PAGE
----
**Why do this problem?**

This problem can be solved by both trial and improvement and by using simple algebra. It is the intriguing kind of "puzzle-game" that can be taken from the maths classroom into the playground! A poster of this problem is available here.

### Possible approach

*This printable **worksheet** may be useful: Think of Two Numbers.*

You could introduce the problem as it appears on the site as a printed sheet or on a computer. Learners could first work individually to give them 'thinking time', then work in pairs to support each other and to give an opportunity for mathematical talk, and finally there could be a class discussion.

A concluding plenary could ask them to share any insights and strategies that helped them succeed at this task.

### Key questions

Have you tried with several numbers to see what is happening?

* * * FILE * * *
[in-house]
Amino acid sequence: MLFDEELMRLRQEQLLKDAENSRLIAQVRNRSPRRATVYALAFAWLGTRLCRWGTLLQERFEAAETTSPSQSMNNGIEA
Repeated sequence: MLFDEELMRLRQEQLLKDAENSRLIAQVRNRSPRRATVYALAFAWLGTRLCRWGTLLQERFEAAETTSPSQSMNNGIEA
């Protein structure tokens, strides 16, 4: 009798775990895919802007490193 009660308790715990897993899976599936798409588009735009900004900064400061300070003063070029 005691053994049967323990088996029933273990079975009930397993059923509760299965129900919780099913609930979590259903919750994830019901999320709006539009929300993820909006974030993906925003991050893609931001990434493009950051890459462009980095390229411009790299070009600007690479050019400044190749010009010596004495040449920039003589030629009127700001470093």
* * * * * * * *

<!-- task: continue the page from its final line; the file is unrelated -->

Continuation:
What can you say about the answer and the first number that was chosen?

What can you say about the answer and the second number that was chosen?

Have you tried doing it with someone else whose numbers you do not know?

Have you tried using two letters in place of the two numbers?

### Possible support

Suggest trying with different numbers, thus practising simple calculation, even if the generalising is not done.

### Possible extension

Learners could go on to Multiply the Addition Square.

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